The Blyde River Canyon is a beautiful masterpiece situated about 25km north of Pilgrim's Rest in Mpumalanga. Stretching for 25km, featuring towering cliffs, terrifying rapids, and steamy tracks of subtropical jungle, the world's largest green canyon offers views to take your breath away and make you believe in the beauty of nature.
At the meeting point of the Blyde River (river of joy) and the Treur River (river of sorrow), water erosion has created one of the most phenomenal geological phenomena in South Africa. The ‘Bourke’s Luck Potholes’ have taken thousands of years to form strange cylindrical sculptures carved by swirling water. The smooth red and yellow rocks contrast with the dark pools.
Words cannot do this area justice, but go see for yourself and take a few photos to make your own personalised postcards from South Africa.
God’s Window is a popular vantage point along the Drakensberg escarpment in Mpumalanga. It is situated at the southern extremity of the Blyde River Canyon Nature Reserve. This place has majestic cliffs that plunge over 700 metres to the Lowveld and the game reserves which have made the area one of Africa’s prime wildlife destinations.
From this Escarpment - a 250km long rampart of sheer cliffs - opens a vista into a plush forest, the Eden-like aesthetic appearance of which prompted the name. On a clear day it is possible to see over the Kruger National Park towards the Lebombo Mountains on the border with Mozambique.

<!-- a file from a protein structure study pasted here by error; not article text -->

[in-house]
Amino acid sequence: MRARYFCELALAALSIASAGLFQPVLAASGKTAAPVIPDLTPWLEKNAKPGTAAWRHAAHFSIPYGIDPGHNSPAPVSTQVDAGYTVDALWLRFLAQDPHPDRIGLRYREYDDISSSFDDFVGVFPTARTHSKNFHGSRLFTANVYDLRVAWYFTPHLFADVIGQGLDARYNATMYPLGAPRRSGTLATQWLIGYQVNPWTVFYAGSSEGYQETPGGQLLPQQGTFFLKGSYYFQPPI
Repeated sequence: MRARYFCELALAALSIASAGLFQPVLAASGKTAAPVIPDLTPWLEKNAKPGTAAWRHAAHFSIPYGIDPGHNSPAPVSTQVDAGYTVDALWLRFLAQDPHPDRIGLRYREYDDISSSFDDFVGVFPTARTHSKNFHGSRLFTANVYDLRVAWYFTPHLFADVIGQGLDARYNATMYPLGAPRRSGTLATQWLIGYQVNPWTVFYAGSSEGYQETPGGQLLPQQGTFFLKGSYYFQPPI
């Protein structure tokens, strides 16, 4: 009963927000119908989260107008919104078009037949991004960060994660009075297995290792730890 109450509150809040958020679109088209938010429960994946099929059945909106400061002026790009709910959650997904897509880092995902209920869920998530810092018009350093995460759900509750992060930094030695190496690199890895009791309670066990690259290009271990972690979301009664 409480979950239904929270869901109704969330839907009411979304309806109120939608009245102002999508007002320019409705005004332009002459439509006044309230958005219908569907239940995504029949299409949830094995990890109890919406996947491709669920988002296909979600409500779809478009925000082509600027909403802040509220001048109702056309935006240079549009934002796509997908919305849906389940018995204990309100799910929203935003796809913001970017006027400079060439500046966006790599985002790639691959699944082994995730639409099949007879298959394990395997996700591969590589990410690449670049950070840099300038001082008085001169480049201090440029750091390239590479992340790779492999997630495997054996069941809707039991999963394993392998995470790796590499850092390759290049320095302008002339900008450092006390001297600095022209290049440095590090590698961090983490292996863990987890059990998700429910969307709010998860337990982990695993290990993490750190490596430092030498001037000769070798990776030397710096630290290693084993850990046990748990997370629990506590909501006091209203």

God’s Window played an important role in the plot of the 1980 cult film The Gods Must Be Crazy. Near the end of the movie, the Bushman character Xi travels to God’s Window, and due to some low-lying cloud cover believes it to be the end of the Earth.
The Klein Karoo's Cango Caves, is only one of the natural wonders of the Klein Karoo & Oudtshoorn. Situated in a limestone ridge parallel to the well known Swartberg Mountains, you will find the finest dripstone caverns, with their vast halls and towering formations. An underground jewel in the heart of the Swartberg Mountain Range, here one is guaranteed an unforgettable experience of true beauty as you explore the Cango Caves - crawl through narrow spaces and slide into a neihgbouring chamber.
Now you know seven of the most beautiful and awe-inspiring places on earth, found in South Africa, and even if you are not able to come and experience them first hand during the World Cup, these places will still be there. So come anytime and find out exactly why these places are considered wonders by all those who have visited.
Clyde Tlou & Peter Pedroncelli, Goal.com